I prepared for my trip to Mexico by adding siracha sauce to all my meals the week beforehand to get used to eating spicy. Let me say that adding siracha to normally non-spicy food does not taste good, nor it is helpful to prepare your tastebuds for the explosion of freshness and complex spices in mexican food. People have told me for many years that it is impossible to get real Mexican food in the Northeast and I would be completely surprised by my trip. As a food lover, one of the most anticipated parts of my trip was the food. I lasted 3 days. And then came montezuma’s revenge. Before the revenge, however, came chalupas. And I promise these did not contribute. They are simple flavors and made by easily-accessible ingredients. I made them this weekend for breakfast based on what I learned from Sofia, the octagerian mother of a friend I stayed with for 2 days outside of Mexico City.
You don’t actually need this tortilla press to make chalupas, but Sofia gave me a small one to take home with me and it definitely makes the process more fun. The first step is to make the dough. All you need is Maseca and water. This is the brand we used and it has instructions on the side: http://www.mexgrocer.com/2440.html. You can get it at any Latino grocer or corner store. We added a tablespoon of oil to help hold the dough together a little more. The important thing in making chalupas is that YOU DO NOT FLATEN THE DOUGH. With the press, you press down a bit on one side, then flip it over and press it a bit on that side. The dough should still be about a centimeter thick.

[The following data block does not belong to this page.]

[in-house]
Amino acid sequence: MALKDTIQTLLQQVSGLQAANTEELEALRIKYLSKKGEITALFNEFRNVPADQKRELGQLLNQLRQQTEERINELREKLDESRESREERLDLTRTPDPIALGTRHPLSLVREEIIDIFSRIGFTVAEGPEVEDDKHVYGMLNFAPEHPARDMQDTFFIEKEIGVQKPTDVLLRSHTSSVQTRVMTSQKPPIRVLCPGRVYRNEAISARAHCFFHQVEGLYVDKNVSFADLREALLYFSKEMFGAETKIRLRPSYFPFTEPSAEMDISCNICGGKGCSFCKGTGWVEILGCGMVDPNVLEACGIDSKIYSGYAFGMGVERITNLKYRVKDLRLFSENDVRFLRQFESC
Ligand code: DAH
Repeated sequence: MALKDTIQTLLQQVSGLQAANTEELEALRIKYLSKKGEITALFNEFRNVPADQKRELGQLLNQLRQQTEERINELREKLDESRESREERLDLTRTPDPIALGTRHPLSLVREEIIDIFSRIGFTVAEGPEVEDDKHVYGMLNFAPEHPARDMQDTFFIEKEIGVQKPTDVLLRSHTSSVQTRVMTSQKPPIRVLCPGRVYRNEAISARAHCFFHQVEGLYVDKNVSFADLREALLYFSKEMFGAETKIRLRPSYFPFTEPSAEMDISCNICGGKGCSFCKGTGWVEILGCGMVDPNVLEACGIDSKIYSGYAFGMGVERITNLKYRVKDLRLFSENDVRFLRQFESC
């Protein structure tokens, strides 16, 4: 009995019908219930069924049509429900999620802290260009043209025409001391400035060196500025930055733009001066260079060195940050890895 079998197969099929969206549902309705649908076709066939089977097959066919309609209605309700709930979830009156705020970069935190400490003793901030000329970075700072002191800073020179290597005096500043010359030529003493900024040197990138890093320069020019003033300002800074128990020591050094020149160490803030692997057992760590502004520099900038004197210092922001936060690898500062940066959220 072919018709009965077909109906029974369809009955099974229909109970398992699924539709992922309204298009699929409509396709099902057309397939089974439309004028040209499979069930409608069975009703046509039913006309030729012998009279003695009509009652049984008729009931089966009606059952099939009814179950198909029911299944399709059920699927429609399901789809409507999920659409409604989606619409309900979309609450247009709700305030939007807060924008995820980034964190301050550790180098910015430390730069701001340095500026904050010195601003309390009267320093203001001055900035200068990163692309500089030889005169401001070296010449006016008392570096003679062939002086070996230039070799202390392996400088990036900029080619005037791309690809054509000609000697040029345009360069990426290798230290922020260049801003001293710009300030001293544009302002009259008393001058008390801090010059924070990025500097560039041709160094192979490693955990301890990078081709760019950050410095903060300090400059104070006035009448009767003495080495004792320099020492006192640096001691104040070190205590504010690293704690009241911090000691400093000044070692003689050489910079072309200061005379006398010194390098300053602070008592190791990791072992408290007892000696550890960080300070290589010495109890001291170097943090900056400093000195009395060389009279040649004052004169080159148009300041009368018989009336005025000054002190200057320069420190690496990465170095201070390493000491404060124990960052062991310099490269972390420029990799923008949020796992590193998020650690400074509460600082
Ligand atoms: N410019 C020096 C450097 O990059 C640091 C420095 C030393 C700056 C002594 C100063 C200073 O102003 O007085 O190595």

Next step is to put the dough in a cast iron pan or on a griddle until browned. No oil or butter needed in the pan. As soon as you take them out, press your thumb around the edge and then pinch in the middle into a little ridge. It will burn your fingers. Nobody ever said comida casera fue facil. Don’t be a wimp. Chalupa means little boat in Spanish so you are basically creating a little seat for the salsa and other yummy stuff to sit in. Otherwise the ingredients would fall out. Imagine eating an open-faced sandwhich in which the ingredients didn’t slide off…amazing.
Final cooking step is to put the chalupas back on the griddle to puff them up a little and get them hot before serving. Meanwhile, your assistant (or you if are a good multi-tasker) shreds or crumbles cheese and sets the table with salsa.
In Mexico we ate our chalupas with green spicy salsa, parmesan cheese and crema. Crema is a condiment used in a lot of central american food but one that I’ve only ever seen sold in Latino supermarkets. The two similar easily accessible options are Sour Cream and Creme Fraiche. Both are delicious. When I made them last week I served them with roasted peppers and onions, salsa and feta cheese. The week before that I served them with stew pot beans (runny, spiced black beans) and cottage cheese. You can really get creative with toppings depening on what you have in your fridge and how hungry you are. If, however, you are not feeling up to the chalupa challenge and are looking for good Mexican food, I would recommend you visit us in Chelsea, MA and check out either King Tacos or the new place across from Montecristo on Broadway.